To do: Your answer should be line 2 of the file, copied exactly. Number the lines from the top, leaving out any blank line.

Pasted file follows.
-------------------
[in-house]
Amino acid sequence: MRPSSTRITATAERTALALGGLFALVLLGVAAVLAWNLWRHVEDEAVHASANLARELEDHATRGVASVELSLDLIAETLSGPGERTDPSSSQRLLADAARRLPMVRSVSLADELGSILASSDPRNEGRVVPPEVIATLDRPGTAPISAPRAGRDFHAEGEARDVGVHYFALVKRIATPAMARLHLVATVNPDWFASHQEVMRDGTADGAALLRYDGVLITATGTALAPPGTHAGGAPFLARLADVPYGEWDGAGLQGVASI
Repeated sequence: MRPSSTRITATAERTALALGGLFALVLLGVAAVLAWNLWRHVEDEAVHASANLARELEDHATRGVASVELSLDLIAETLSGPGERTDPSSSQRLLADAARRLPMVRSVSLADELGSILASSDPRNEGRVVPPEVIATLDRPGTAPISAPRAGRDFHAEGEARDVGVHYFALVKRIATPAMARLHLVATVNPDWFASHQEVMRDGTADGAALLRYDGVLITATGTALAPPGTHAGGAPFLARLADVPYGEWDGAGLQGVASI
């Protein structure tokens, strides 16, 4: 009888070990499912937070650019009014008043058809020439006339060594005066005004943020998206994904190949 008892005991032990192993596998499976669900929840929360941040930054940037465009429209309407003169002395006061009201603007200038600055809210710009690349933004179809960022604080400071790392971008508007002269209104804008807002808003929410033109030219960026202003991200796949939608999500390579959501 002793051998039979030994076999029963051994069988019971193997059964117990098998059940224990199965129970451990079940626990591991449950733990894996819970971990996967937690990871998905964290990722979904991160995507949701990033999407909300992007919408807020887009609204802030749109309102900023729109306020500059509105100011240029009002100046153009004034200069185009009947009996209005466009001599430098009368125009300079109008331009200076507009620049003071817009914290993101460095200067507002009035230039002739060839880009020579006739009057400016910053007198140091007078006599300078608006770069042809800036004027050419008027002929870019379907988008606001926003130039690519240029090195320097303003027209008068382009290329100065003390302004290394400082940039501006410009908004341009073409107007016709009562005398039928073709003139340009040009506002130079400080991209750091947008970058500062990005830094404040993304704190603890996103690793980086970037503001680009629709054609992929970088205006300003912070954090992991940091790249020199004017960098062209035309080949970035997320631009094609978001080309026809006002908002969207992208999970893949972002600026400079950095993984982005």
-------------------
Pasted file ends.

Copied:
Amino acid sequence: MRPSSTRITATAERTALALGGLFALVLLGVAAVLAWNLWRHVEDEAVHASANLARELEDHATRGVASVELSLDLIAETLSGPGERTDPSSSQRLLADAARRLPMVRSVSLADELGSILASSDPRNEGRVVPPEVIATLDRPGTAPISAPRAGRDFHAEGEARDVGVHYFALVKRIATPAMARLHLVATVNPDWFASHQEVMRDGTADGAALLRYDGVLITATGTALAPPGTHAGGAPFLARLADVPYGEWDGAGLQGVASI